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Chez Scrooge

Following on from the last post and keeping up the festive theme, I thought I’d spend a very wet Wednesday in the warm searching for the home of Ebenezer Scrooge.

Dickens describes Ebenezer’s abode as follows,”He lived in chambers which had once belonged to his deceased partner. They were a gloomy suite of rooms in a lowering pile of building up a yard, where it had so little business to be, that one could scarcely help fancying it must have run there when it was a young house, playing at hide-and-seek with other houses, and forgotten the way out again.

So the major clue there is the word “Yard“, but in Dickens’ time there were literally dozens to chose from. Now it would be easy to be completely consumed with a high degree of pedantry at this point, so you have to keep reminding yourself that this is a work of fiction and that Scrooge and his house never actually existed. What is most likely is that the location is an amalgam of various places that Dickens saw in his perambulations around the capital. It is said that the inspiration for the oversized knocker that graced the door to Scrooge’s house, which transforms itself into the grotesque face of his dead partner Jacob Marley was found on a house that he frequently walked past. The house in Craven Street is located not far from Trafalgar Square, some two miles west of Cornhill. Even this has a bit of ambiguity. The story goes that the owner of the property in the 1920s so fed up with people standing in the doorway to be photographed next to it had it removed and stored for safe keeping and it was later sold to a collector of Dickensalia / destroyed during the Blitz.

There is a train of thought by someone who like me garners a bit of cash from relating such trivia as this, that it is a possibility that the location of the property that was to become Scrooge’s house was 4 Brabant Court. It’s a brilliant location, a small cobbled court just off Eastcheap, surrounded by late Georgian and early Victorian buildings. This could well be the building that Dickens had in mind, but I had set myself the task of finding a suitable location for it. The court is some way from Scrooge’s supposed place of business in Newman’s Court. It also does not have a church or a graveyard near to it, more of which later.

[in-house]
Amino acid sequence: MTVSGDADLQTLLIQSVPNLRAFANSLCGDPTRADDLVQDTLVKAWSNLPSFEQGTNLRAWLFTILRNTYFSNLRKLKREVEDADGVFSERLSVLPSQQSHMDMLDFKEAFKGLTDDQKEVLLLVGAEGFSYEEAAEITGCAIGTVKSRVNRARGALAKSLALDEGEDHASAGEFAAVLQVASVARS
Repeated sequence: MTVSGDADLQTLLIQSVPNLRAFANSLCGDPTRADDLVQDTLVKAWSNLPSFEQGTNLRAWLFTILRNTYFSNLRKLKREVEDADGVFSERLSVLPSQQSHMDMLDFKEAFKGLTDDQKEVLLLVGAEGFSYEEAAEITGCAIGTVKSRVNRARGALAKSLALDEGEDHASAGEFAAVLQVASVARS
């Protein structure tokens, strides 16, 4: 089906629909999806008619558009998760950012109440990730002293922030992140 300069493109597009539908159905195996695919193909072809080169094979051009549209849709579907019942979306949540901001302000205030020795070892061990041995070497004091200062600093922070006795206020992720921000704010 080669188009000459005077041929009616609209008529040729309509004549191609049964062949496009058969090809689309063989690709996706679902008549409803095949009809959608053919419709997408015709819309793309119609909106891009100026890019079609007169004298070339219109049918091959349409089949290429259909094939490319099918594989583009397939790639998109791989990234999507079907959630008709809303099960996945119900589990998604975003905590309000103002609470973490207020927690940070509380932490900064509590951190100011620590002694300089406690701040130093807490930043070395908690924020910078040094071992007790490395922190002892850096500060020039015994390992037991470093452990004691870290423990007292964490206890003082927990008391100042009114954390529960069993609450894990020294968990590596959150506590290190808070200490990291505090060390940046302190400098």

Leadenhall Market

Using a few sources, I spent some time checking maps, census’ and trade directories to see if I could come up with a location. If you remember the end of the story, Scrooge calls down to the small boy asking him to fetch the prize turkey from the Poulterers, “In the next street. Searching the environs around Brabant Court in trade directories I could find no such business’. However you don’t have to look far from Scrooges’ office to find an area that would have been inundated with such purveyors, and that is Leadenhall Market.

Taking the written word as gospel, the next street could be either Lime Street (Yellow) or Gracechurch Street (Blue). Lime Street and surrounding courts yards and alleyways looked promising to begin with but here I come back to two things I mentioned earlier, a church and a graveyard. While Scrooge is waiting for the first spirit to visit him he hears the bell strike the hour from a neighbouring church. The nearest church on the Lime Street side of the map is St Andrew’s about a quarter of a mile away from the market and there is no graveyard in the vicinity. Gracechurch Street has two churches, St Peter’s and All Hallows in fact it has three if you count the nearby St Michael’s, so I focused on this area.

I like to think the Scrooge was miserly enough to worry about conserving shoe leather and so I started to look for a court that had the most direct and the shortest route from his office. I also had a picture in my head, probably from watching the films on TV that the small boy sent to fetch the prize turkey was passing through the court of his way to another destination in the opposite direction, therefore I started to look for locations that had access at either end.

It didn’t take long until I came up with the perfect candidate, Corbet Court. The Court can be reached in a very short time and by a direct route via alleyways that still exist today from Scrooges’ office. As you’ll see from the map it is adjacent to St Peter’s church which ticks the box for the bell that sounds the hour. It also has a graveyard. The final spirit takes Scrooge to a churchyard and shows him his own gravestone, how convenient to be buried next to where you lived. It also leads out onto Gracechurch street directly opposite the entrance to Leadenhall Market. The clincher definitely comes from another line in the book,”They were succeeded by a clanking noise, deep down below; as if some person were dragging a heavy chain over the casks in the wine-merchant’s cellar“. At number 4a Corbett Court was just such an establishment.

Therefore Ladies & Gentleman I give you number 4 Corbett Court, the home of Mr Ebeneezer Scrooge, to which you reply “Bah, humbug!”

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